D.C. FOIA Attorney Jim Lesar writes:
While I support the tremendous burst of energy and activity supporting this campaign, I feel that any future extension of it should be refined in a way to make the goals more focused, less subject to dispute, and more readily comprehensible to the general public. Essentially, instead of ten points, which tend to be argumentative, a new statement would stress two undisputed points:
(1) The JFK Act did not come anywhere close to meeting its goal of full disclosure of all JFK Assassination-related records by October 26, 2017. The Assassination Records Review Board (ARRB), accomplished a great deal, but we now know it fell far short in many respects. Oversight is the hallmark of democracy. There has been no oversight of the accomplishments, inadequacies and failures of the ARRB since shortly after it was formed.
(2) The last official investigation into the assassination of President Kennedy conducted by the House Select Committee on Assassinations (HSCA) was subverted by the CIA. The HSCA sought to investigate the pre-assassination links between Oswald and the DRE, a CIA-funded Cuban exile organization. The HSCA wanted to know who had been DRE's case officer. As you know, the CIA brought that case officer, George Joannides, out of retirement to act as liaison with the HSCA. Joannides then undermined the integrity of the congressional investigation by concealing the fact that he was the DRE's case officer at the time of its Oswald-related activities.
These facts, admitted to under oath in a FOIA lawsuit brought by Jefferson Morley, lay a bedrock basis for demanding that Congress investigate why the CIA employed Joannides in an undercover capacity to derail a congressional probe into the assassination of a president, particularly in light of the fact that the CIA was itself a potential target of the investigation.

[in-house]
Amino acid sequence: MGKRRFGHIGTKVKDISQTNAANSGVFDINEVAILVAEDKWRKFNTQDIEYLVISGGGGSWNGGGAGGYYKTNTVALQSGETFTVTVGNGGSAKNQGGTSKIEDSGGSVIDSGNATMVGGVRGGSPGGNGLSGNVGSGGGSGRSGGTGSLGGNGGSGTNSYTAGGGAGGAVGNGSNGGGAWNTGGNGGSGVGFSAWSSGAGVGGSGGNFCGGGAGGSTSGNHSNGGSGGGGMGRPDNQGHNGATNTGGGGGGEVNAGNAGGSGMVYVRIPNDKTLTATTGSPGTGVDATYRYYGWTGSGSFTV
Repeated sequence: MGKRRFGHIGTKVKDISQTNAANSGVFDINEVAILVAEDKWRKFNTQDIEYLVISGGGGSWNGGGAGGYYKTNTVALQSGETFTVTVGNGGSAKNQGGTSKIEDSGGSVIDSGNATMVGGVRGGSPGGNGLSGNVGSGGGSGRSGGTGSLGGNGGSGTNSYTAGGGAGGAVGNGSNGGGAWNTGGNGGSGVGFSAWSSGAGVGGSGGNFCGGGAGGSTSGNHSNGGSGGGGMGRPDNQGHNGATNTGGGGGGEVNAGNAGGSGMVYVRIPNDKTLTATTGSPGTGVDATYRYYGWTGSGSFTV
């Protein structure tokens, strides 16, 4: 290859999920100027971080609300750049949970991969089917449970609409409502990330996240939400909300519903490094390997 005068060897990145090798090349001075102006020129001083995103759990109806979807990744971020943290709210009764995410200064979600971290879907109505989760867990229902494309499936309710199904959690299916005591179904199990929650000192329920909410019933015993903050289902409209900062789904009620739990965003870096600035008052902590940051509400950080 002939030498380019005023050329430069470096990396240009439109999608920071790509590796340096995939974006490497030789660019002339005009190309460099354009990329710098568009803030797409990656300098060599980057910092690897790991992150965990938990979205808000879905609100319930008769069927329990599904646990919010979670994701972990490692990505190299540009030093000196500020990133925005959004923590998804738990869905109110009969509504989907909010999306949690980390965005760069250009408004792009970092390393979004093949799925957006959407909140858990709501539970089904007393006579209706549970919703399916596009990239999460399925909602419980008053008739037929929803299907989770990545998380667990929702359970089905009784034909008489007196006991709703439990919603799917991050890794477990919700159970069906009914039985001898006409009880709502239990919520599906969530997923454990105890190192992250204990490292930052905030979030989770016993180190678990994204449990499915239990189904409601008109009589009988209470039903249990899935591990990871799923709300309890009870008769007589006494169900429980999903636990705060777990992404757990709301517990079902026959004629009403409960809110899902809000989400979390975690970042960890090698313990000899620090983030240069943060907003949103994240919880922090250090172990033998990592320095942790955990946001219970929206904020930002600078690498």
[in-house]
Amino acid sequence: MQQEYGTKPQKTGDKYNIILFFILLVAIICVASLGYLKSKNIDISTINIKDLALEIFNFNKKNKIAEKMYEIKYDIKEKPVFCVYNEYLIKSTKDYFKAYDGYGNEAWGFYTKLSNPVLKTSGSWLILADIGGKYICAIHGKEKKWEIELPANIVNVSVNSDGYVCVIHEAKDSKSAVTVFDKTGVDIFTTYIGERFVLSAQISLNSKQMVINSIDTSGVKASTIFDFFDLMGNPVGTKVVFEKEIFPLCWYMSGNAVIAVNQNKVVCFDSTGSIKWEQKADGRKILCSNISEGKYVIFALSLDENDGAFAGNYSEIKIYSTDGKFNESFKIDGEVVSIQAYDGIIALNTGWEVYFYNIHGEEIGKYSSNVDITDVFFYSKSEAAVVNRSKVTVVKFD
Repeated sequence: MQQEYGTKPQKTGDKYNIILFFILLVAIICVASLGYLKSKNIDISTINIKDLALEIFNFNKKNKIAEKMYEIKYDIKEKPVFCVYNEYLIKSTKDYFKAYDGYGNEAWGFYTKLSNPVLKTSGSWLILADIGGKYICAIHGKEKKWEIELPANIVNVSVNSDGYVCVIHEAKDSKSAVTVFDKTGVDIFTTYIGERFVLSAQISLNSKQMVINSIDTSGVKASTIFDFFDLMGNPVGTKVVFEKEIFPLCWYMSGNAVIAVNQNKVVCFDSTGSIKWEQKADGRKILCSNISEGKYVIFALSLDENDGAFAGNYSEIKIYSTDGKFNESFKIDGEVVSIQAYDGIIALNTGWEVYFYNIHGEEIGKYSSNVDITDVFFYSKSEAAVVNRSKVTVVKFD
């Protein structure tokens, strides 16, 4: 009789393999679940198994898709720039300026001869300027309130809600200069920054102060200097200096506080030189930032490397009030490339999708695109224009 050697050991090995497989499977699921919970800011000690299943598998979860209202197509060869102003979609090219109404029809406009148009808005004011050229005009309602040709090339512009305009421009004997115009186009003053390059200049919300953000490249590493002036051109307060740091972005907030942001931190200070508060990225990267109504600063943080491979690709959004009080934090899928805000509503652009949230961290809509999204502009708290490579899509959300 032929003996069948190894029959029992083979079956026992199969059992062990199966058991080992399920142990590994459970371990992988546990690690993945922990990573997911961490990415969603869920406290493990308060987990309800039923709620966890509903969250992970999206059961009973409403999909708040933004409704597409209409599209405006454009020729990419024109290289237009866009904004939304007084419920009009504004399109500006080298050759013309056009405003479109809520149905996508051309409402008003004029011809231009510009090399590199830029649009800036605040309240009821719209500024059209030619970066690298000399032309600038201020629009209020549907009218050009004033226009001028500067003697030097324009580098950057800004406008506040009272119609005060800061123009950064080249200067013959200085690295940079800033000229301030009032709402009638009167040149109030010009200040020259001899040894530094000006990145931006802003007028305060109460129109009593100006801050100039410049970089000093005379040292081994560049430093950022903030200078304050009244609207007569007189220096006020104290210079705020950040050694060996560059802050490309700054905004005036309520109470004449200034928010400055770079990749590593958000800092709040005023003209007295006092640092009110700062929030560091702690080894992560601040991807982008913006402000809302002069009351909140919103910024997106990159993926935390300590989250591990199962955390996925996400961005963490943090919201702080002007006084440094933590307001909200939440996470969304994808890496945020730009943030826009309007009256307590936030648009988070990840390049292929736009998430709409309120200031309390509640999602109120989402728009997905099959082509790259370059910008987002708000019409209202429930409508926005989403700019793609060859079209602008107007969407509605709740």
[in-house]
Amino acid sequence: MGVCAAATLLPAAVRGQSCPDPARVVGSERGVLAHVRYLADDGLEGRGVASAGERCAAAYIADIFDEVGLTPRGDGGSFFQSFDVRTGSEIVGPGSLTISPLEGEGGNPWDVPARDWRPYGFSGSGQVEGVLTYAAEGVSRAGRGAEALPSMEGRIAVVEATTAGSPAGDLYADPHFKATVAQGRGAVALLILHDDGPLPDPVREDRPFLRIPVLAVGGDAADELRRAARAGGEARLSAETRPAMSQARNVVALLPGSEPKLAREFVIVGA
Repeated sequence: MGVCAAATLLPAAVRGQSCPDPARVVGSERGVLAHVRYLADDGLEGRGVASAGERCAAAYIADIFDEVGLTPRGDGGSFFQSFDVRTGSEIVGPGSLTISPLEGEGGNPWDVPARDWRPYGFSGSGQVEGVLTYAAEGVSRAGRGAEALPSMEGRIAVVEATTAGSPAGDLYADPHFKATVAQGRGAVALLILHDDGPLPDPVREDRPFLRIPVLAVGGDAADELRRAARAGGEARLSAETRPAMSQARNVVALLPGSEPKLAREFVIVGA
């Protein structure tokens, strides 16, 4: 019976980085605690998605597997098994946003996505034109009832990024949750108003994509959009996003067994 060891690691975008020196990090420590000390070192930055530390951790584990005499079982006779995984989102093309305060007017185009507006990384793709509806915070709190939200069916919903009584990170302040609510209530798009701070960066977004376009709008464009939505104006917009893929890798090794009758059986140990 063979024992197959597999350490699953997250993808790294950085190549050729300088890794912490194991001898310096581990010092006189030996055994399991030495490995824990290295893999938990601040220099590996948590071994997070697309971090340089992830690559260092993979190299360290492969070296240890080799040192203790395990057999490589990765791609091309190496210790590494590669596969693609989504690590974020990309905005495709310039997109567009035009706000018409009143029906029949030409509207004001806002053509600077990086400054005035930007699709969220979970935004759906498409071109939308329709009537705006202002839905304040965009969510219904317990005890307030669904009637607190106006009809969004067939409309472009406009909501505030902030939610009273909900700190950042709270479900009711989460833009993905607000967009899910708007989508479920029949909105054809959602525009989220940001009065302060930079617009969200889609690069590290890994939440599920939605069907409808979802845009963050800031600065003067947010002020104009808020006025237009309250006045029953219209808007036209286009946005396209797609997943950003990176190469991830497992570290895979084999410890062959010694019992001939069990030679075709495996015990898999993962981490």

Making the above uncontested points in this way will, I think, shift the burden away from researchers and onto the backs of government officials and the corporate media where it belongs.
Finally, I think the chances of getting serious congressional attention can be maximized if we link up the assassinations of the 1960s with some current ones, particularly the Jamal Khashoggi and James “Whitey” Bolger assassinations. The Khashoggi assassination already is the subject of rare bi-partisan agreement, although it remains unclear where in light of entanglements with Saudi Arabia that will go. And I am well aware that the traditional response to the Bolger assassination is that he got what he deserved. ]
However, I believe that in the fairly near future new facts will emerge which may cause the American people to conclude that now is the time we must come to grips with effects of having become a global assassination empire.
I thank you and David Talbot and all the others who have participated in an extraordinary effort to confront congress and other governmental bodies with the need to hold oversight investigations into these matters.
In closing, it should be noted that although several members of the AARC's Board of Directors and others associated closely with it are signatories, the AARC itself has not take a position and in this email I am not speaking for the AARC.
Best regards, Jim Lesar